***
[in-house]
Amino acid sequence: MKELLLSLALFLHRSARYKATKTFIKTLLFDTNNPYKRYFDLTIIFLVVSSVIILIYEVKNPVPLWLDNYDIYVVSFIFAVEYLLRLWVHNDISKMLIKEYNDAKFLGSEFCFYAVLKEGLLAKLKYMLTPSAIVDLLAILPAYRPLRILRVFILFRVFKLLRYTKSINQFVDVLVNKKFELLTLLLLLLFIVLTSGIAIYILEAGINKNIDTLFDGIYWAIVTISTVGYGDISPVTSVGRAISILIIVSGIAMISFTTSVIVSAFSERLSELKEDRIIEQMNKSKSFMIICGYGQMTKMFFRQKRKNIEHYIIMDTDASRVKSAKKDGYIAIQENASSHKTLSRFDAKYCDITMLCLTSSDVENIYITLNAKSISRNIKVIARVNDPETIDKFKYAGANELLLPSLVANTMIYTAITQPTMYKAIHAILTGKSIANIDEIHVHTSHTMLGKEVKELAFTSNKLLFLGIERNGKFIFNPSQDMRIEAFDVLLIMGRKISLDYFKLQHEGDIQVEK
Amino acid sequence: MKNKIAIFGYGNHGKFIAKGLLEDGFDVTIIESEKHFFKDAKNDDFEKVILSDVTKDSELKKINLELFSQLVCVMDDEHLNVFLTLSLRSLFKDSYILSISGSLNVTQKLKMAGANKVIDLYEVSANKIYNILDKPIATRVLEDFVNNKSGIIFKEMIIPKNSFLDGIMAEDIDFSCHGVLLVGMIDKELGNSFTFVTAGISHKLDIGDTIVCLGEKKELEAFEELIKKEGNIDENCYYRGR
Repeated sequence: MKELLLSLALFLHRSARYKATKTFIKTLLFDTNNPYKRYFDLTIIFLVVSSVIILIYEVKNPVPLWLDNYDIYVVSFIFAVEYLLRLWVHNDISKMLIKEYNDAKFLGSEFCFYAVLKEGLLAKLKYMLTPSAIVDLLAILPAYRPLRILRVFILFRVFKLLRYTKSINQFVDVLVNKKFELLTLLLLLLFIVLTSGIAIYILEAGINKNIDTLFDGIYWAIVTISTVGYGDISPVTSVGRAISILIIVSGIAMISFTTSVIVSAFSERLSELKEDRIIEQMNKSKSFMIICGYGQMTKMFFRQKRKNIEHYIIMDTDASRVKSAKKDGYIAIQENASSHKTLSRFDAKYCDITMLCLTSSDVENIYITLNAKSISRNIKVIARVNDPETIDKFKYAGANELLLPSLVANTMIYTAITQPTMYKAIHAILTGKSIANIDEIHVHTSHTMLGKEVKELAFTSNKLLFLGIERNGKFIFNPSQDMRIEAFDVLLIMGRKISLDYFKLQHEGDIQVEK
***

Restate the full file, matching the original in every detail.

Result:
[in-house]
Amino acid sequence: MKELLLSLALFLHRSARYKATKTFIKTLLFDTNNPYKRYFDLTIIFLVVSSVIILIYEVKNPVPLWLDNYDIYVVSFIFAVEYLLRLWVHNDISKMLIKEYNDAKFLGSEFCFYAVLKEGLLAKLKYMLTPSAIVDLLAILPAYRPLRILRVFILFRVFKLLRYTKSINQFVDVLVNKKFELLTLLLLLLFIVLTSGIAIYILEAGINKNIDTLFDGIYWAIVTISTVGYGDISPVTSVGRAISILIIVSGIAMISFTTSVIVSAFSERLSELKEDRIIEQMNKSKSFMIICGYGQMTKMFFRQKRKNIEHYIIMDTDASRVKSAKKDGYIAIQENASSHKTLSRFDAKYCDITMLCLTSSDVENIYITLNAKSISRNIKVIARVNDPETIDKFKYAGANELLLPSLVANTMIYTAITQPTMYKAIHAILTGKSIANIDEIHVHTSHTMLGKEVKELAFTSNKLLFLGIERNGKFIFNPSQDMRIEAFDVLLIMGRKISLDYFKLQHEGDIQVEK
Amino acid sequence: MKNKIAIFGYGNHGKFIAKGLLEDGFDVTIIESEKHFFKDAKNDDFEKVILSDVTKDSELKKINLELFSQLVCVMDDEHLNVFLTLSLRSLFKDSYILSISGSLNVTQKLKMAGANKVIDLYEVSANKIYNILDKPIATRVLEDFVNNKSGIIFKEMIIPKNSFLDGIMAEDIDFSCHGVLLVGMIDKELGNSFTFVTAGISHKLDIGDTIVCLGEKKELEAFEELIKKEGNIDENCYYRGR
Repeated sequence: MKELLLSLALFLHRSARYKATKTFIKTLLFDTNNPYKRYFDLTIIFLVVSSVIILIYEVKNPVPLWLDNYDIYVVSFIFAVEYLLRLWVHNDISKMLIKEYNDAKFLGSEFCFYAVLKEGLLAKLKYMLTPSAIVDLLAILPAYRPLRILRVFILFRVFKLLRYTKSINQFVDVLVNKKFELLTLLLLLLFIVLTSGIAIYILEAGINKNIDTLFDGIYWAIVTISTVGYGDISPVTSVGRAISILIIVSGIAMISFTTSVIVSAFSERLSELKEDRIIEQMNKSKSFMIICGYGQMTKMFFRQKRKNIEHYIIMDTDASRVKSAKKDGYIAIQENASSHKTLSRFDAKYCDITMLCLTSSDVENIYITLNAKSISRNIKVIARVNDPETIDKFKYAGANELLLPSLVANTMIYTAITQPTMYKAIHAILTGKSIANIDEIHVHTSHTMLGKEVKELAFTSNKLLFLGIERNGKFIFNPSQDMRIEAFDVLLIMGRKISLDYFKLQHEGDIQVEK